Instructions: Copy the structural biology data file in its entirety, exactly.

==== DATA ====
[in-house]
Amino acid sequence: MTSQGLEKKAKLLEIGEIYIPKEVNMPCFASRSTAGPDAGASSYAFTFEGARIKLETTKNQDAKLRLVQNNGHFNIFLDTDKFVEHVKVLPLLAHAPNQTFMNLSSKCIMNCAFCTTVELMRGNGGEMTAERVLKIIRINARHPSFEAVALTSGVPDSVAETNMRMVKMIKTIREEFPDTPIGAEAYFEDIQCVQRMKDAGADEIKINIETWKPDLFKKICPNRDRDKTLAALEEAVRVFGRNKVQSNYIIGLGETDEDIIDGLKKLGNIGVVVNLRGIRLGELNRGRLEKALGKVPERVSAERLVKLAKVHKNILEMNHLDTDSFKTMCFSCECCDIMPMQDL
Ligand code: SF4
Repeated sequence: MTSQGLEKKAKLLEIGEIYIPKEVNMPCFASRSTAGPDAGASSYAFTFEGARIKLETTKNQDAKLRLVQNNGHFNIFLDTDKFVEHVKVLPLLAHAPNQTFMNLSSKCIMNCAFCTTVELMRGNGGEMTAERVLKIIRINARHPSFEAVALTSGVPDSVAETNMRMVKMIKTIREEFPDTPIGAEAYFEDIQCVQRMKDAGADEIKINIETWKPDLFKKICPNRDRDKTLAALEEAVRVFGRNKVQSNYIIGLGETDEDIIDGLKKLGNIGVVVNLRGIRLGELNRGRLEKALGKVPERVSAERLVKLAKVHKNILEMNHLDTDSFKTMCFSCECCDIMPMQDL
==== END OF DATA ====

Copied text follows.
[in-house]
Amino acid sequence: MTSQGLEKKAKLLEIGEIYIPKEVNMPCFASRSTAGPDAGASSYAFTFEGARIKLETTKNQDAKLRLVQNNGHFNIFLDTDKFVEHVKVLPLLAHAPNQTFMNLSSKCIMNCAFCTTVELMRGNGGEMTAERVLKIIRINARHPSFEAVALTSGVPDSVAETNMRMVKMIKTIREEFPDTPIGAEAYFEDIQCVQRMKDAGADEIKINIETWKPDLFKKICPNRDRDKTLAALEEAVRVFGRNKVQSNYIIGLGETDEDIIDGLKKLGNIGVVVNLRGIRLGELNRGRLEKALGKVPERVSAERLVKLAKVHKNILEMNHLDTDSFKTMCFSCECCDIMPMQDL
Ligand code: SF4
Repeated sequence: MTSQGLEKKAKLLEIGEIYIPKEVNMPCFASRSTAGPDAGASSYAFTFEGARIKLETTKNQDAKLRLVQNNGHFNIFLDTDKFVEHVKVLPLLAHAPNQTFMNLSSKCIMNCAFCTTVELMRGNGGEMTAERVLKIIRINARHPSFEAVALTSGVPDSVAETNMRMVKMIKTIREEFPDTPIGAEAYFEDIQCVQRMKDAGADEIKINIETWKPDLFKKICPNRDRDKTLAALEEAVRVFGRNKVQSNYIIGLGETDEDIIDGLKKLGNIGVVVNLRGIRLGELNRGRLEKALGKVPERVSAERLVKLAKVHKNILEMNHLDTDSFKTMCFSCECCDIMPMQDL